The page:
Bahrain's economy expands in second quarter as non-oil economy grows
The country's non-oil GDP grew 1.2% year-on-year, according to preliminary data from the finance ministry
Bahrain’s gross domestic product grew 0.8 per cent in the second quarter of this year, boosted by a rise in non-oil economy that helped the country offset a drop in the output of its oil sector during the period.
The non-oil GDP grew 1.2 per cent year-on-year in real terms (the value of economic output adjusted for inflation and price changes) during the second quarter, according to an Information and eGovernment Authority report carried by the state news agency. The oil sector's growth contracted 0.8 per cent, which is “in line with current global oil market conditions”, according to preliminary data released by the finance ministry, the information authority said.
The country’s non-oil economy growth during the second quarter was boosted by a 16.4 per cent expansion of the financial sector, helped by the rise in profitability of financial institutions and insurance underwriters. The hotels and restaurants sector grew 8.7 per cent, while the construction sector recorded an output of 4 per cent, according to the report.
The manufacturing industry, however, contracted by 0.5 per cent and real estate sector shrunk by 4.7 per cent, the report said.
The kingdom’s economy also expanded by 3.4 per cent quarter-on-quarter at constant prices. Real non-oil economic output grew 1.8 per cent, while the oil sector improved by 11 per cent at constant prices from the first quarter of the year.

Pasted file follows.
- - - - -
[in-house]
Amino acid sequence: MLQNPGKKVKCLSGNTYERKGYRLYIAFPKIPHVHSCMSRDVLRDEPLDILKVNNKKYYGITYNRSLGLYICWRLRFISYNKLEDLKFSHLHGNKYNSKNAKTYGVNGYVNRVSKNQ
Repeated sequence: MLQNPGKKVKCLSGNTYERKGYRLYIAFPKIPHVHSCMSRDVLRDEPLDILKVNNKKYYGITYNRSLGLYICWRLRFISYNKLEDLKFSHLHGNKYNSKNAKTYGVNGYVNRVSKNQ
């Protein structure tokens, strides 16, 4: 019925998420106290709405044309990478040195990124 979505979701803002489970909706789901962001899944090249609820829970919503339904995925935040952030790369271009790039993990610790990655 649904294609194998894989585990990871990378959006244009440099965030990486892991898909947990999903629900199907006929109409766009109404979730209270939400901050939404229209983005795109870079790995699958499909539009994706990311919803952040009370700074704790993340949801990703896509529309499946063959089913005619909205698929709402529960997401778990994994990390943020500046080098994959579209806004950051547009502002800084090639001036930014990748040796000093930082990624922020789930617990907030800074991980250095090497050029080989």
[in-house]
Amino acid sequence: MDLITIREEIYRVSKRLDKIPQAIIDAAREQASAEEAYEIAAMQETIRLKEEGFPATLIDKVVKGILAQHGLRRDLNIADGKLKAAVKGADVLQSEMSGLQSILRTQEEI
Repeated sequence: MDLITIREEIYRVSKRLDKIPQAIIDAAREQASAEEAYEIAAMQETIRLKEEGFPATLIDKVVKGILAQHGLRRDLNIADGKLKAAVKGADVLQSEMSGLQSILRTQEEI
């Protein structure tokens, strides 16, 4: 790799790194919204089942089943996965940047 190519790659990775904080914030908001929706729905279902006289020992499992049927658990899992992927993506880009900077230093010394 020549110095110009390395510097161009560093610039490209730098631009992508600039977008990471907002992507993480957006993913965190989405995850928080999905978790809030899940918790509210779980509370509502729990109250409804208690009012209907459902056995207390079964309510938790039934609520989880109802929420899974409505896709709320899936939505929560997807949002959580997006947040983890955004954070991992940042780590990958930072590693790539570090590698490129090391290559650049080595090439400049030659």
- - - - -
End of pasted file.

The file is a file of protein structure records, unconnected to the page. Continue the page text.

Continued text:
Bahrain’s economy slowed last year to 1.8 per cent due to a reduction in oil production, its main source of revenue, and a lull in the financial services sector, which accounts for a major chunk of its non-oil economy. The country's economy, the smallest in the GCC, however, benefits from its proximity to Saudi Arabia, which is the biggest economy in the bloc.
Bahrain received a pledge of $10 billion (Dh36.7bn) in October 2018 from the UAE, Saudi Arabia and Kuwait to financially support its reforms that aim to eliminate the budget deficit by 2022.
The programme, drawn up after a thorough review of Bahrain’s spending, aims to achieve annual savings of 800 million Bahraini dinars (Dh7.8bn). The package is based on six pillars, which include controlling public expenditure, a voluntary retirement scheme for public sector employees, streamlining distribution of cash subsidies to citizens and increasing non-oil revenues.
Bahrain’s economy is forecast to grow 2.3 per cent this year and next while expanding by an average of 2.4 per cent annually until 2022, helped by investments and growth of the non-oil economic base, S&P said in report earlier this year.
Updated: October 8, 2019 12:33 PM